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Worklaw subscribers receive a monthly newsletter containing commentary on the latest labour law cases and trends. This newsletter contains an article which deals with "union and political T-Shirts in the Workplace", discussing how to manage this situation in light of a recent Labour Court judgment. We also discuss four new cases. The first case looks at the impact of a threat of disciplinary action on the on-going employment relationship, and whether this could amount to constructive dismissal. The second case looks at the extent to which an employer must accommodate an employee's religious beliefs. The third case considers how an employer should identify who is on strike, where a strike by one part of the workforce impacts on the ability of other employees to perform their jobs. The fourth case looks at fair termination of employment where an employee no longer meets a condition for continued employment.
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Is it constructive dismissal if a threat of discipline is made?
The employee, a manager of the income section in the finance department, was issued with a notice of suspension pending an investigation into allegations of financial misconduct by him. About six months later he was furnished with a charge sheet in respect of a disciplinary hearing. It was alleged that the employee had caused the municipality financial losses.
The employee's attorneys directed a letter to the municipality indicating that he was prepared to resign on payment of between two-three months' salary in settlement of the matter. The municipality's attorneys responded on the same day stating that the municipality was prepared to accept the employee's resignation without any financial settlement. This letter warned that the disciplinary enquiry would go ahead 'in full force', saying that criminal and civil action was being considered.
The employee's attorneys immediately replied that the threats contained in the letter left the employee with no alternative but to resign, because the trust relationship between the parties has irretrievably broken down and the threats amounted to the constructive dismissal.
The employee failed to attend the disciplinary hearing scheduled for the next day, and filed an unfair dismissal claim with the bargaining council. The arbitrator found that the employee had failed to show on a balance of probabilities that the municipality had made the continuation of employment intolerable. The employee then filed an application in the Labour Court to review and set aside the arbitration award.
The Labour Court construed the threat in the letter as intended to coerce the employee into resigning without compensation. It said that the mere reporting of the applicant to the police and the institution of civil proceedings would have an "extremely deleterious impact on the applicant." The LC found that a reasonable man "guilty or not" would not want to face the "dangerous" prospects of criminal and civil proceedings and thus the employee had established that he was constructively dismissed. The LC set aside the arbitration award and ordered the municipality to pay three months' remuneration as compensation and the costs of the application.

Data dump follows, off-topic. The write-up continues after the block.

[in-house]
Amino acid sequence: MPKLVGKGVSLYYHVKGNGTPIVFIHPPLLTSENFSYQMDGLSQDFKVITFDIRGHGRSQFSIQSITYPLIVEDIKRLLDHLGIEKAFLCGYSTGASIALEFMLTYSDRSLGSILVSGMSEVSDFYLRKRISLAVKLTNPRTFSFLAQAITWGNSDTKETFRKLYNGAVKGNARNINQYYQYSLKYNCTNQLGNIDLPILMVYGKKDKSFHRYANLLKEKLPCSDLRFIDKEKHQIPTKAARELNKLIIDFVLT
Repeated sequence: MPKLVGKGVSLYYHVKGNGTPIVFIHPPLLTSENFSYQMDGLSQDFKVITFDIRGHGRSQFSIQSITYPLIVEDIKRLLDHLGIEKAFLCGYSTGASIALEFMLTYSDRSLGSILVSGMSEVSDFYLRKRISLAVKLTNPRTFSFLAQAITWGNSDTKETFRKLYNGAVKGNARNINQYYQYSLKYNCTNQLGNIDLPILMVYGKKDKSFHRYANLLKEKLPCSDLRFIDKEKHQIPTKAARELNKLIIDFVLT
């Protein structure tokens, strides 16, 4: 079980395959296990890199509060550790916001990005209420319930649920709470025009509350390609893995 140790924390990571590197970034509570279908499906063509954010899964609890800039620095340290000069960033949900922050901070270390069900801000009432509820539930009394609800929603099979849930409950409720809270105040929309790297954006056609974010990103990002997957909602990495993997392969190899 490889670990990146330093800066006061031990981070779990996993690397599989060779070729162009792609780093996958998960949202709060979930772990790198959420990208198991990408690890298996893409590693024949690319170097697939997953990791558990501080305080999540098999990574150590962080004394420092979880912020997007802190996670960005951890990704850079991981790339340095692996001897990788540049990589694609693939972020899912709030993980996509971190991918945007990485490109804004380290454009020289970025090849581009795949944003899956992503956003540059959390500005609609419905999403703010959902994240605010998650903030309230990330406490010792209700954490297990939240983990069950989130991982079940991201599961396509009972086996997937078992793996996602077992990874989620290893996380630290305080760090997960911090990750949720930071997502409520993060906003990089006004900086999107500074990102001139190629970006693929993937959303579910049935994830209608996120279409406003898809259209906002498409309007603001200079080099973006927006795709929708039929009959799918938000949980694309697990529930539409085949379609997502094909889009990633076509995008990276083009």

On appeal, the LAC in Nokeng Tsa Taemane Local Municipality v Louw NO and Others (JA7/16)  ZALAC 37 (17 October 2018) set aside the Labour Court's order. The LAC held that the threat of civil and criminal proceedings in relation to financial misconduct cannot reasonably constitute a threat rendering continued employment intolerable. Any employee who is accused of illegal activities or financial impropriety may expect that the employer has various options, be they disciplinary, civil and/or criminal.
This LAC judgment confirms that threats by an employer to take legal or disciplinary action against an employee would not ordinarily provide a basis for constructive dismissal.
Accommodating religious beliefs
The employer, TFD Network Africa, conducts business as a logistics and transport service provider and offers a warehousing and distribution service. The warehouse normally holds substantial amounts of customer stock and stock-taking is required over weekends on a monthly basis.
The dismissal of the employee arose from her refusal to work overtime on Saturdays to do stock-taking, on account of her being a Seventh Day Adventist, a religion in which Saturday, the seventh day, is the holy Sabbath. Although the employee claimed that she made disclosure of her faith, TFD maintained that during the interview she was told that she would be required to perform weekend work, to which she indicated she had no problem. TFD claimed it would not have employed her if it had been aware that she could not work on weekends, as it was an operational requirement of the job that she participate in stock-taking on Saturdays. The employee signed a written contract of employment in which she agreed to perform 'such overtime duties as may be reasonably required of you from time to time, provided this does not exceed the limitations laid down in relevant legislation.'
After missing several monthly stock-takes, incapacity proceedings were initiated and after a hearing the employee was dismissed for incapacity. She declared a dispute concerning "an alleged unfair discrimination based on religious grounds". The Labour Court held that her dismissal was procedurally and substantively unfair, automatically unfair and that she was unfairly discriminated against by TFD on the basis of her religion and belief.
On appeal, the LAC in TFD Network Africa (Pty) Ltd v Faris (CA 4/17)  ZALAC 30 (5 November 2018) upheld the LC's decision and found that TFD did not reasonably accommodate the employee. TFD failed to discharge the evidentiary burden necessary to sustain the defences of fair discrimination under section 187(2)(a) of the LRA, with the result that the dismissal was automatically unfair as contemplated in section 187(1)(f) of the LRA. There was no evidence that the employer suffered any hardship at all by her being absent. She did not attend stock takes for 12 months and there is no indication that her absence impacted on the TFD's ability to get the stock takes done. The LAC found that her presence was not reasonably necessary for the accomplishment of the operational requirements.